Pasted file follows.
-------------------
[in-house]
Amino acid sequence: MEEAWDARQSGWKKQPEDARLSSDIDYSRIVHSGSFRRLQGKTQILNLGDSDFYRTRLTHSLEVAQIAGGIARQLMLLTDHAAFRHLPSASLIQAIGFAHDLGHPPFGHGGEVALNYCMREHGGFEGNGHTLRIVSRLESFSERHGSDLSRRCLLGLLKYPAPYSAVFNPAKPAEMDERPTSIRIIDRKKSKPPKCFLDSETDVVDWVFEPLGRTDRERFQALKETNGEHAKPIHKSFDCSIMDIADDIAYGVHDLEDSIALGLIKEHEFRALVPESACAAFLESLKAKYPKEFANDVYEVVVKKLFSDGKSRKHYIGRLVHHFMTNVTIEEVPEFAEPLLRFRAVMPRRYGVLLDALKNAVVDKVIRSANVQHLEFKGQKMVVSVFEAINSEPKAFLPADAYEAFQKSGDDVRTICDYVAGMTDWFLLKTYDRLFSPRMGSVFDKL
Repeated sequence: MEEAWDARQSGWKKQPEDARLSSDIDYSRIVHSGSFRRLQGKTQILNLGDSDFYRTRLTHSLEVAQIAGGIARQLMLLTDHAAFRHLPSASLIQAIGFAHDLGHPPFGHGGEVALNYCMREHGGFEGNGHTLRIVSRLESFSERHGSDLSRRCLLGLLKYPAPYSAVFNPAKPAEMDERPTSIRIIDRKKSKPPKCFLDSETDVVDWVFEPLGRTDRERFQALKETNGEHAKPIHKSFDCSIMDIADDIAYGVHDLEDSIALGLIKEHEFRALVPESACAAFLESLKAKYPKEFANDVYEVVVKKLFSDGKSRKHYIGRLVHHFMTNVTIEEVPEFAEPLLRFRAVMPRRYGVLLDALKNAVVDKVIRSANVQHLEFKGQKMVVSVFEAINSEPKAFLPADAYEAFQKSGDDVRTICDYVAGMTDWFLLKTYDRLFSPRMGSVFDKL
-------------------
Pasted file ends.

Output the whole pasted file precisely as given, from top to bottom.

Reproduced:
[in-house]
Amino acid sequence: MEEAWDARQSGWKKQPEDARLSSDIDYSRIVHSGSFRRLQGKTQILNLGDSDFYRTRLTHSLEVAQIAGGIARQLMLLTDHAAFRHLPSASLIQAIGFAHDLGHPPFGHGGEVALNYCMREHGGFEGNGHTLRIVSRLESFSERHGSDLSRRCLLGLLKYPAPYSAVFNPAKPAEMDERPTSIRIIDRKKSKPPKCFLDSETDVVDWVFEPLGRTDRERFQALKETNGEHAKPIHKSFDCSIMDIADDIAYGVHDLEDSIALGLIKEHEFRALVPESACAAFLESLKAKYPKEFANDVYEVVVKKLFSDGKSRKHYIGRLVHHFMTNVTIEEVPEFAEPLLRFRAVMPRRYGVLLDALKNAVVDKVIRSANVQHLEFKGQKMVVSVFEAINSEPKAFLPADAYEAFQKSGDDVRTICDYVAGMTDWFLLKTYDRLFSPRMGSVFDKL
Repeated sequence: MEEAWDARQSGWKKQPEDARLSSDIDYSRIVHSGSFRRLQGKTQILNLGDSDFYRTRLTHSLEVAQIAGGIARQLMLLTDHAAFRHLPSASLIQAIGFAHDLGHPPFGHGGEVALNYCMREHGGFEGNGHTLRIVSRLESFSERHGSDLSRRCLLGLLKYPAPYSAVFNPAKPAEMDERPTSIRIIDRKKSKPPKCFLDSETDVVDWVFEPLGRTDRERFQALKETNGEHAKPIHKSFDCSIMDIADDIAYGVHDLEDSIALGLIKEHEFRALVPESACAAFLESLKAKYPKEFANDVYEVVVKKLFSDGKSRKHYIGRLVHHFMTNVTIEEVPEFAEPLLRFRAVMPRRYGVLLDALKNAVVDKVIRSANVQHLEFKGQKMVVSVFEAINSEPKAFLPADAYEAFQKSGDDVRTICDYVAGMTDWFLLKTYDRLFSPRMGSVFDKL